The Greek finance minister has achieved little on his whirlwind grand tour of Europe and time is running out
Yanis Varoufakis (eight) speaks with Wolfgang Schäuble in Berlin.
by Nils Pratley
Thursday 5 February 2015
What has Yanis Varoufakis, Greece’s finance minister, achieved during his grand tour of European capitals this week? Not much. He has collected a few rave reviews for his dress sense and sounded a model of sweet reasonableness in his press conferences. But on the substance?
Yesterday in Berlin Wolfgang Schäuble, Germany’s finance minister, said Greece’s European partners had already gone as far as they would go on debt relief. He invited Athens to help itself. Varoufakis was left in the odd position of disputing Schäuble’s assertion that the pair had agreed to disagree.
Over in Frankfurt, the European Central Bank cranked up the pressure on Greece by yanking its banks’ access to cheap funding: Greek government bonds will no longer be accepted as collateral.
The banks can still get emergency liquidity by going through Greece’s central bank. But they will pay a higher rate of interest for that dubious privilege. What’s more the central bank’s ability to keep the funds flowing is not endless because the ECB can impose limits.
The message behind the ECB’s decision seemed clear: we will play hard; we are not about to change our rules of engagement; the time for Greece’s new Syriza government to face reality is fast approaching.
Indeed, the end of this month now looms as a real, and dangerous, crunch-point. Syriza has said it wants to exit the bailout programme and argues for a three-month bridging loan to allow time for negotiations. The message from Shäuble was a firm no to the loan. A stand-off between Syriza and the eurozone powerhouses was always in the offing but the positions are now stark. Something has to give here – and quickly.
In a rational world, a bridging loan would be an excellent idea. Attempting to resolve the Greek mess via brinkmanship in the space of three weeks is madness. Remaining depositors in Greek banks will be fleeing. Varoufakis’s plea for “space for all of us to come to an agreement” sounds no more than common sense. Extending finance to Athens until the end of May would not cost much. If the ECB is restricted by its mandate, politicians could always find a pragmatic fudge; they have done so many times in the past.
But that is not the way the winds are blowing. Even François Hollande in France and Matteo Renzi in Italy called the ECB’s move legitimate and said it was a way to force agreement. The eurozone’s big beasts seem determined to force a quick resolution, rather than accept Syriza’s timetable.
Optimists might reflect that Germany, as a negotiating tactic, was always going to make the threat of Grexit, or Greece’s exit from the euro, feel real. Does Germany really want to be seen as responsible for driving Greece out of the eurozone? Probably not. But the pressure being applied on Syriza is hard and has arrived, courtesy of the ECB, earlier than expected.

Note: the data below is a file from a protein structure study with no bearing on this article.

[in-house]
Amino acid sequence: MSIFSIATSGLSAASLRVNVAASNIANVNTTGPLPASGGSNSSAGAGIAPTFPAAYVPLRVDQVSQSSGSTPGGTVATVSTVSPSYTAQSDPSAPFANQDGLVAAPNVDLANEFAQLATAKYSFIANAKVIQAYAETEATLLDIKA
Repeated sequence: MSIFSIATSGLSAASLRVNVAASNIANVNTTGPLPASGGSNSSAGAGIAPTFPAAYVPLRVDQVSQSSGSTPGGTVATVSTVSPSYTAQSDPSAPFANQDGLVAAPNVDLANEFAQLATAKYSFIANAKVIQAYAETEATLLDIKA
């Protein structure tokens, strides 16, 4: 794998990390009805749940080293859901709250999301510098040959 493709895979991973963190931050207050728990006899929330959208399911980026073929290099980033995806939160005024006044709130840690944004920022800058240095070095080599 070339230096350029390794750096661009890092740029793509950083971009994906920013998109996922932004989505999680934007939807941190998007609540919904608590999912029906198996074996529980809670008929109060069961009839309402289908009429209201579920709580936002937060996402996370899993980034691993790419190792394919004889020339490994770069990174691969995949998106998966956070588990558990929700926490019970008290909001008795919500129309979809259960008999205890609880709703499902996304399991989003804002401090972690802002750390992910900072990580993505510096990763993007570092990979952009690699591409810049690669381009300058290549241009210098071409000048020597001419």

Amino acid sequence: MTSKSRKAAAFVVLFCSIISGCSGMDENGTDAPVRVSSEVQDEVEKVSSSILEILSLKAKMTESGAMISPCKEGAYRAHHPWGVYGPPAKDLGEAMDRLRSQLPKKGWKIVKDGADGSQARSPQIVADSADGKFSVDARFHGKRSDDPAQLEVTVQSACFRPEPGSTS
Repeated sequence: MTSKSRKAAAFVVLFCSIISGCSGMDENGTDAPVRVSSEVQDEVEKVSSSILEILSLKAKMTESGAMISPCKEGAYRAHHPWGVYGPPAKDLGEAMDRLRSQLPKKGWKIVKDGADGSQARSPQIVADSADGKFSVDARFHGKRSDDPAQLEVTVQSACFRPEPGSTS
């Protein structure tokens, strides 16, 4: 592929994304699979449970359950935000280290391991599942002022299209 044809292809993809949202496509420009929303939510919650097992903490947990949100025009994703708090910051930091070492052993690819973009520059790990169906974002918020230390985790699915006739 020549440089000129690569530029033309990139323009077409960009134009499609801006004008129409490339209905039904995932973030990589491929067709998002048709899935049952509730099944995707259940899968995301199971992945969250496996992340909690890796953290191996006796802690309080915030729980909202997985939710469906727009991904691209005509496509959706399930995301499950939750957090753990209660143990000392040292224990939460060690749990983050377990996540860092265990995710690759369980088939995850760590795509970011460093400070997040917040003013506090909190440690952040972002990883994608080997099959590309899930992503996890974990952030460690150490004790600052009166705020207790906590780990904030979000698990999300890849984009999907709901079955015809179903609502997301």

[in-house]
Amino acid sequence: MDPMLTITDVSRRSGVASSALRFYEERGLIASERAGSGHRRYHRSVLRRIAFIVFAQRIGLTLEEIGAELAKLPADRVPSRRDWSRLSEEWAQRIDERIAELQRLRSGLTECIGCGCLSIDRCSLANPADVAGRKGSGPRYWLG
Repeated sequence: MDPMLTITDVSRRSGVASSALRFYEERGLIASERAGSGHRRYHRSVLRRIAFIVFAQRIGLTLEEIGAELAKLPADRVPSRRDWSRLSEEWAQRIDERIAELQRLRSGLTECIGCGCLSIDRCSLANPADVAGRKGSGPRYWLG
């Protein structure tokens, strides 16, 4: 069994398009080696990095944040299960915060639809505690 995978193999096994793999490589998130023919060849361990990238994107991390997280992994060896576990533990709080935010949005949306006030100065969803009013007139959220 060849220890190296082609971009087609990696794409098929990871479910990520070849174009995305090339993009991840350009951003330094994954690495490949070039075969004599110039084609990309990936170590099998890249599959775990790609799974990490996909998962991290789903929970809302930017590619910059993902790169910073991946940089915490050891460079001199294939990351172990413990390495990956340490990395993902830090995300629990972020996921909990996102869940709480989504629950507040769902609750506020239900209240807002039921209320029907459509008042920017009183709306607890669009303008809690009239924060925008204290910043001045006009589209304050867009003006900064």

Varoufakis has won a few sympathisers on his tour of capitals. What he and Syriza need, however, is out-and-out supporters within the eurozone. They haven’t collected any yet.
Deal may be canned
In the exciting world of aluminium cans, it would be a revolution. Ball Corporation of the US, the biggest operator, wants to buy our own Rexam, the second biggest, for £4.2bn, or 610p a share, of which two-thirds would be paid in cash. The proposed price is about 40% above the old share price so you can understand why Rexam’s board is talking.
How on earth, though, do the pair hope to get this deal past competition regulators? The combined share of the global market would be about 42%. In North America, Europe (excluding Russia) and Brazil they would have about 70%, calculates Jefferies’ analyst. Very few industries are allowed to consolidate to that degree.
Rexam and Ball might point out that customers look pretty consolidated themselves. The top-end of the international beer market is a carve-up between Anheuser-Busch, SAB Miller and Heineken. Coca-Cola and Pepsico have a more than decent slug in fizzy drinks. The would-be brides might also plead that these global titans want similar global suppliers to make the supply chain more efficient.
Well, they are arguments. But they would sound more persuasive if Ball and Rexam were suffering under the cosh of the mighty multinationals and needed to combine to survive. That is definitely not the case. Ball’s share price has been on a tear – it has climbed from $40 to $70 in the past three years. Rexam makes a 15% return on capital. There doesn’t seem to be a shortage of cash to fund investment.
The duo are, of course, free to try their luck with the various regulators. But, at first inspection, this deal just looks anti-competitive.
No steal for BT
A 4.5% share price improvement for BT on confirmation of a deal that had already been announced looks odd. The £12.5bn price-tag for EE hasn’t changed one penny.
The excitement, it seems, lies in the cost savings. They will be £360m a year, promised chief executive Gavin Patterson, to which he attaches a “net present value” of £3.5bn. Deduct that from the headline price and, yes, the purchase doesn’t look as expensive as it did on day one.
Even so, this is no steal for BT. The return on investment – perhaps the best guide – will exceed BT’s capital in the third year, all being well. EE’s owners, Deutsche Telekom and France Telecom, have done OK.